Why evangelicals should care about new pope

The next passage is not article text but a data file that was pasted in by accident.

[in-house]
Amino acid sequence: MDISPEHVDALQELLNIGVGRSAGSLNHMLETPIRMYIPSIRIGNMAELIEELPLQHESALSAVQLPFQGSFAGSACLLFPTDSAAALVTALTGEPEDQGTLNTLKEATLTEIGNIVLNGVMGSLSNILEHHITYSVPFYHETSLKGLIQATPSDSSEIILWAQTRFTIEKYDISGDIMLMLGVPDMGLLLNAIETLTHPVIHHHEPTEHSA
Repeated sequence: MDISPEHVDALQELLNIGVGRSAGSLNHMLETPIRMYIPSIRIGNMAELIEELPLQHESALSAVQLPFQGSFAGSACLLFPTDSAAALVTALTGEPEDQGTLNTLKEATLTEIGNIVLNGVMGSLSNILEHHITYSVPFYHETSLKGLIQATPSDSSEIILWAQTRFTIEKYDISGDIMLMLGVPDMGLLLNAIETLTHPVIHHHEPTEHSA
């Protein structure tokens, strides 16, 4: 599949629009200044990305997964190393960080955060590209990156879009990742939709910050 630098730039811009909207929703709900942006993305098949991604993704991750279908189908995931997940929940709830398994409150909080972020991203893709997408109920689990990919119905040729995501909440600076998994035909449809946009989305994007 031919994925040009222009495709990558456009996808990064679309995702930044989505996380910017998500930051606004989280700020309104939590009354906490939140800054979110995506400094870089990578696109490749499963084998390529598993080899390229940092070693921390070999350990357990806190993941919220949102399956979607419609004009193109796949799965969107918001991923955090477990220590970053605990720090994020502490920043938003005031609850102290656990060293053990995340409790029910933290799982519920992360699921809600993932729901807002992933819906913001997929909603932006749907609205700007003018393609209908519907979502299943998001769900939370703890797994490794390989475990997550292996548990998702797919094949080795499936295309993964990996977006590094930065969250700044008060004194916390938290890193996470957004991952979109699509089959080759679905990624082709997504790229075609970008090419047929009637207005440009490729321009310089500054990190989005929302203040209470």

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ABSTRACTWhy evangelicals should care about new pope: Column USA Today X News Sports Life Money Tech Travel Opinion Weather Icon Humidity Precip. Winds Open settings Settings Enter City, State or Zip Cancel Set Close settings Full Forecast Media The Big Page Sign in with Facebook Sign in with Google Sign In FAQ You are logged in as Log out Log out Sign In FAQ Search Close Join the Nation's Conversation To find out more about Facebook commenting please read the Conversation Guidelines and FAQs Share This Story! Let friends in your social network know what you are reading about Share Email Twitter Google+ LinkedIn Why evangelicals should care about new pope: Column Catholics are our best allies in important cultural and political battles. Post to Facebook Why evangelicals should care about new pope: Column on USAToday.com: http://usat.ly/XJ88oz Cancel Send Posted! A link has been posted to your Facebook feed. Tweeted! A tweet has been posted to your Twitter account. Sent! A link has been sent to your friend's email address. This story is part of Columnists' Opinions Views around the country from our partners A scientist pope and high-tech Catholicism: Column Budweiser brewhaha launched without proof: Opinionline Why evangelicals should care about new pope: Column Gary Bauer 7:24p.m. EDT March 13, 2013 Catholics are our best allies in important cultural and political battles. New Pope, Argentinian cardinal Jorge Mario Bergoglio appears at the window of St Peter's Basilica's balcony after being elected the 266th pope of the Roman Catholic Church on March 13, 2013 at the Vatican. (Photo: AFP/Getty Images) Story Highlights Catholics and evangelicals have a formidable alliance. We do not agree on every issue, but on the essential ones we are allied. When fewer citizens understand where our liberty comes from (God), strong churches are essential. When the stream of white smoke billowed from the smokestack above the Sistine Chapel on Wednesday, there was rejoicing by Catholics in the streets of Rome, and around the world that Jorge Mario Bergoglio, archbishop of Buenos Aires, was elected Pope. COLUMN: New pope, new era, few changes I wish I could say the same was true among all my fellow evangelicals. Earlier this week, I wrote an email to supporters encouraging them to pray for Catholics and their leaders as they select the next pope. My note prompted several derisive emails from evangelicals, who make up the majority of my support network. One e-mailer responded in a way that I think exemplifies the view of too many evangelicals. He advised me not to "minimize" the doctrinal differences between Catholics and evangelicals. And he accused me of "blurring" the lines between evangelicals and Catholics and of advocating for a "one-world religion." Thankfully, most evangelicals wouldn't be that uncharitable toward our Catholic brothers and sisters. But, sadly, a minority would endorse that characterization. They need to realize that they, too, have a stake in who is elected pope, because without a strong pope, evangelicals will lose their best allies in the most important cultural and political battles of our age. Catholics and evangelicals (and to a lesser extent orthodox Jews and Mormons) have formed a formidable partnership in recent decades against the threats of secularism, relativism and Islamism. Doctrinal differences remain,.......